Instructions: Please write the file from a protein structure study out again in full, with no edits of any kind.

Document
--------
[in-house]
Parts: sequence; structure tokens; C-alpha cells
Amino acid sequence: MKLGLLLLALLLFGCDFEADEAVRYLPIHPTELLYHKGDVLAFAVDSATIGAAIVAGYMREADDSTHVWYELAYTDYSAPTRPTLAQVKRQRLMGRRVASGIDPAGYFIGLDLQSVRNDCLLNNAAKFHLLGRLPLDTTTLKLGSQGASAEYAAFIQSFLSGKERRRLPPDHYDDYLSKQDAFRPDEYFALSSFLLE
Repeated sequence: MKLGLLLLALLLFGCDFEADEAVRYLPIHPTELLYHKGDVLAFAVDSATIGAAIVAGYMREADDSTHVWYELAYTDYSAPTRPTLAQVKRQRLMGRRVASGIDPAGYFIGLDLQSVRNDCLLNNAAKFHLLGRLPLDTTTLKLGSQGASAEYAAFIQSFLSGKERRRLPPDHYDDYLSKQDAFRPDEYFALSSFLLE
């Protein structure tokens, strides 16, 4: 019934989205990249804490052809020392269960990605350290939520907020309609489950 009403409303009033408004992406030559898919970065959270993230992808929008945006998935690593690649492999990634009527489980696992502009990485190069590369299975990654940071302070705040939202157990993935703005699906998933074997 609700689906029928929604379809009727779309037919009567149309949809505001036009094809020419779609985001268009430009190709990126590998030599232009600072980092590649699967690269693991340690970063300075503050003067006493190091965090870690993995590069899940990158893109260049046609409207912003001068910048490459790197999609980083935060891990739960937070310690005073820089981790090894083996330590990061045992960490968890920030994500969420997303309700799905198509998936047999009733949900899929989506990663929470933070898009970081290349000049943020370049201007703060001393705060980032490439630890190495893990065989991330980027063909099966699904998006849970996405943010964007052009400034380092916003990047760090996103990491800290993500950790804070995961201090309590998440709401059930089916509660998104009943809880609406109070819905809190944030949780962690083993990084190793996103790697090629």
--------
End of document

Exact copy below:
[in-house]
Parts: sequence; structure tokens; C-alpha cells
Amino acid sequence: MKLGLLLLALLLFGCDFEADEAVRYLPIHPTELLYHKGDVLAFAVDSATIGAAIVAGYMREADDSTHVWYELAYTDYSAPTRPTLAQVKRQRLMGRRVASGIDPAGYFIGLDLQSVRNDCLLNNAAKFHLLGRLPLDTTTLKLGSQGASAEYAAFIQSFLSGKERRRLPPDHYDDYLSKQDAFRPDEYFALSSFLLE
Repeated sequence: MKLGLLLLALLLFGCDFEADEAVRYLPIHPTELLYHKGDVLAFAVDSATIGAAIVAGYMREADDSTHVWYELAYTDYSAPTRPTLAQVKRQRLMGRRVASGIDPAGYFIGLDLQSVRNDCLLNNAAKFHLLGRLPLDTTTLKLGSQGASAEYAAFIQSFLSGKERRRLPPDHYDDYLSKQDAFRPDEYFALSSFLLE
């Protein structure tokens, strides 16, 4: 019934989205990249804490052809020392269960990605350290939520907020309609489950 009403409303009033408004992406030559898919970065959270993230992808929008945006998935690593690649492999990634009527489980696992502009990485190069590369299975990654940071302070705040939202157990993935703005699906998933074997 609700689906029928929604379809009727779309037919009567149309949809505001036009094809020419779609985001268009430009190709990126590998030599232009600072980092590649699967690269693991340690970063300075503050003067006493190091965090870690993995590069899940990158893109260049046609409207912003001068910048490459790197999609980083935060891990739960937070310690005073820089981790090894083996330590990061045992960490968890920030994500969420997303309700799905198509998936047999009733949900899929989506990663929470933070898009970081290349000049943020370049201007703060001393705060980032490439630890190495893990065989991330980027063909099966699904998006849970996405943010964007052009400034380092916003990047760090996103990491800290993500950790804070995961201090309590998440709401059930089916509660998104009943809880609406109070819905809190944030949780962690083993990084190793996103790697090629």